His father taught him to draw, placing a toy next to the window to show how sunlight lent it highlights and shadows. When he was 14, he had a cartoon published in a national newspaper: a sketch poking gentle fun at Indonesia’s military, featuring goofy soldiers who might have been Beetle Bailey extras. After school, he studied printmaking at the Indonesia Institute of the Arts in Yogyakarta, a course burdened with the staid principles of Western realism. It reflected nothing of the city’s heritage of collective art workshops, called sanggars, or its recent crop of socialist artists, who built many of Jakarta’s grand leftist monuments during the two-decade rule of Sukarno, Indonesia’s first post-independence president.
Darmawan spent his time meeting other artists, and together they published zines, played gigs and griped about capitalism. (In one show, he plastered a wall with handwritten text copied from the overheated advertising copy of deodorant packaging.) These small experiments and joint projects were a reprieve from the notion that art must convey big social messages; in Indonesia, Darmawan said, earlier generations of artists felt cursed by that compulsion. In 1998, he grew still more discontented after entering a two-year artists’ residency at the Rijksakademie in Amsterdam. The facilities were excellent and the residents diverse, but they were all given their own studios and left to themselves. “It was like an office,” Darmawan said. The Rijksakademie was an exclusive space; a passer-by couldn’t just pop in to see a painting or a sculpture. “You needed a magnetic key card to get in,” he said. The practice of art seemed an asocial, even antisocial activity. It felt, he said, “restricted, elite, clinical.” He longed for the easy, fertile collaborations he’d left behind.
From Amsterdam, Darmawan watched Jakarta burn. Indonesia’s second president, Suharto, had ruled the country since Sukarno was ousted in 1967, overseeing not only a savage repression of the left but also a financial meltdown in the 1990s. Afisina, who was studying cinematography at the Jakarta Institute of Arts in those years, was so short of money that he lived in an art-school studio. In the dreadful summer of 1997, when the economy pitched into a full-blown crisis, political clashes spilled into the arts. Demonstrators fleeing the army and police burst into a dance festival, and when soldiers followed, they attacked the audience. “This was the first time we were being beaten, and we didn’t know how to deal with it,” Afisina, who attended the festival, says. The next year proved both worse and better. The army shot and killed four students during a demonstration at a university, kindling unbridled riots, looting and arson. Suharto was forced to resign. When Darmawan returned in early 2000, his country was deep in reformasi, chasing a freer, more liberal democracy.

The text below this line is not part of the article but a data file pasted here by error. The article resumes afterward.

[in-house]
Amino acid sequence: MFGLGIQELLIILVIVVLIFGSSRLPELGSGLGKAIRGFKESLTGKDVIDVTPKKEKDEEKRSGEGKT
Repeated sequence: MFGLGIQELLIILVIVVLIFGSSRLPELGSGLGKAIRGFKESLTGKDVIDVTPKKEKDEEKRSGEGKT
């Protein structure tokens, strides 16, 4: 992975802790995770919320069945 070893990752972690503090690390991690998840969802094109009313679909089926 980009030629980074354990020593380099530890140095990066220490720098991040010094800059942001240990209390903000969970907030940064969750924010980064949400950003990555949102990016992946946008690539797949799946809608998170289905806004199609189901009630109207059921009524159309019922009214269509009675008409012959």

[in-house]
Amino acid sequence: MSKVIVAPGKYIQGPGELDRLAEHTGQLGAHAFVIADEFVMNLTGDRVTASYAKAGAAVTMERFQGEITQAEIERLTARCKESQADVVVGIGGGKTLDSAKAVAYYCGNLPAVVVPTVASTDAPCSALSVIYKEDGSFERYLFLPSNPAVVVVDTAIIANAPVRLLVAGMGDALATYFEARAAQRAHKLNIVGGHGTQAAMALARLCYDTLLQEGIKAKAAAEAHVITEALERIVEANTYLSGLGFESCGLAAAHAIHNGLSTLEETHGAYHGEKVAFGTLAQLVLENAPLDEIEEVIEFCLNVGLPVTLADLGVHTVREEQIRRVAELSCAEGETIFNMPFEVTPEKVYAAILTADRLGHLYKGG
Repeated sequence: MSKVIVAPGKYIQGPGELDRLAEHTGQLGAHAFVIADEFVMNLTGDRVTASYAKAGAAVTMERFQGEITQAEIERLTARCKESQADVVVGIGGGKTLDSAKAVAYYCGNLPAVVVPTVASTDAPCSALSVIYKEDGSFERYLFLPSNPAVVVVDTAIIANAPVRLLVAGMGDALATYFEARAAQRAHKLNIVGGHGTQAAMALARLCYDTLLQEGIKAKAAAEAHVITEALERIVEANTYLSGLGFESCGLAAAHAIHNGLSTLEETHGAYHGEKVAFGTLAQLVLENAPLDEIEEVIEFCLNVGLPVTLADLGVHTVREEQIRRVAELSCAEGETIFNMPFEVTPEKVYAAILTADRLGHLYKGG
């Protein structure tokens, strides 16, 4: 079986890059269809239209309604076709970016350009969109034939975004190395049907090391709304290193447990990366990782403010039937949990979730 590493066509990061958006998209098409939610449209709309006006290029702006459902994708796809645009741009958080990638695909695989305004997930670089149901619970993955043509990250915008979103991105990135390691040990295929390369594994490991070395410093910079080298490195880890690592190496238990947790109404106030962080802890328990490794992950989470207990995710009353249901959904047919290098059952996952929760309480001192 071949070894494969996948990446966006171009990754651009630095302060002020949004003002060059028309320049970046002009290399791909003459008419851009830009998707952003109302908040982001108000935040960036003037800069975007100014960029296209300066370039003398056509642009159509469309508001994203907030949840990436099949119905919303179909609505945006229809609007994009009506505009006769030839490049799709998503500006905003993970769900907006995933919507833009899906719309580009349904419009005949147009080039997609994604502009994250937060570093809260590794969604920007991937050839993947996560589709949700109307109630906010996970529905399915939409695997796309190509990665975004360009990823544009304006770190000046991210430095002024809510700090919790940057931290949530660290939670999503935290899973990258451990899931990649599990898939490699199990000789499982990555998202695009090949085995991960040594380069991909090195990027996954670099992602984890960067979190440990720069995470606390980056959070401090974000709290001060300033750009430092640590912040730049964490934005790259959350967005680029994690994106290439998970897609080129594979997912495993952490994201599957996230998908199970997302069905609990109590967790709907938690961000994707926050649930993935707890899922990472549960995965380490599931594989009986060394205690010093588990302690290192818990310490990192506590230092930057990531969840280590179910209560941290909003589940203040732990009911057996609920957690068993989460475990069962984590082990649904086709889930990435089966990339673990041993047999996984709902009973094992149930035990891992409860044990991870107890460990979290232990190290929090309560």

The founding of ruangrupa later that year was a recognition of the end of Suharto’s stifling cultural climate — the monitoring and censoring, the curbs on dissent. But ruangrupa didn’t necessarily set out to thumb its nose at political power. Its earliest members were from Indonesia’s middle class, then just a couple of generations old, says Supartono, the art historian. As a result, ruangrupa was almost post-ideological in that it didn’t aspire to effect sweeping political change. Rather, it wanted to be obdurately local, fixing the problems created by the commercial temper of Jakarta’s art scene: the pressures to sell work, the tedium of the galleries, the deference toward Western trends. Like many cities, Jakarta had few physical spaces that could support anything new in art. Ruangrupa’s chief order of business was to offer a ruang: a place for artists to meet each other, try things and fail and ignore for a while the demands and dogmas of the world outside.
One morning late in March, when I was visiting Jakarta, Darmawan asked me to meet him at a house in Tebet, a neighborhood in the heart of the city. When I arrived, he was sitting on the sidewalk, chain-smoking and shooting the breeze with a stocky young man, whose father used to fix cars on the street, when ruangrupa rented the house back in 2008. It was the fourth such house — or ruruhouse, you might say — that they occupied; the annual rent for the 1,300-odd square feet began at around 65 million rupiah ($4,500), but when it doubled in seven years, ruangrupa decided to move. Today, a cafe occupies part of the ground floor, its tables and chairs distributed under a leafy bower on the veranda. The house’s biggest space is a drab conference room. Darmawan and I stood there for a moment, trying to imagine it in ruangrupa’s day: as a venue for exhibitions and late-night gigs, a meeting point, a place to steal naps. The street had changed, too, from a quiet residential lane to a congested thoroughfare. We sat in the cafe for four hours. Not a minute went by without motorcycles bawling past us.